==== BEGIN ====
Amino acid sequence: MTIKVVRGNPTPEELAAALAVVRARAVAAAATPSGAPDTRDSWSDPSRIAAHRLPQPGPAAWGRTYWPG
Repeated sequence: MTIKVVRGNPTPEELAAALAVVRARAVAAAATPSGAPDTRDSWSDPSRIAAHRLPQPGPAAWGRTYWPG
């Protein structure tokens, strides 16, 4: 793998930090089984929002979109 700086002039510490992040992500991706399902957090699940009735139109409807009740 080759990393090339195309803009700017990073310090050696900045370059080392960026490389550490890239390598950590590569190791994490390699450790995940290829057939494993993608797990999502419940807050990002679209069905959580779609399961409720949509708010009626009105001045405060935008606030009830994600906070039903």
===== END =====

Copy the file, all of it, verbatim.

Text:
Amino acid sequence: MTIKVVRGNPTPEELAAALAVVRARAVAAAATPSGAPDTRDSWSDPSRIAAHRLPQPGPAAWGRTYWPG
Repeated sequence: MTIKVVRGNPTPEELAAALAVVRARAVAAAATPSGAPDTRDSWSDPSRIAAHRLPQPGPAAWGRTYWPG
């Protein structure tokens, strides 16, 4: 793998930090089984929002979109 700086002039510490992040992500991706399902957090699940009735139109409807009740 080759990393090339195309803009700017990073310090050696900045370059080392960026490389550490890239390598950590590569190791994490390699450790995940290829057939494993993608797990999502419940807050990002679209069905959580779609399961409720949509708010009626009105001045405060935008606030009830994600906070039903």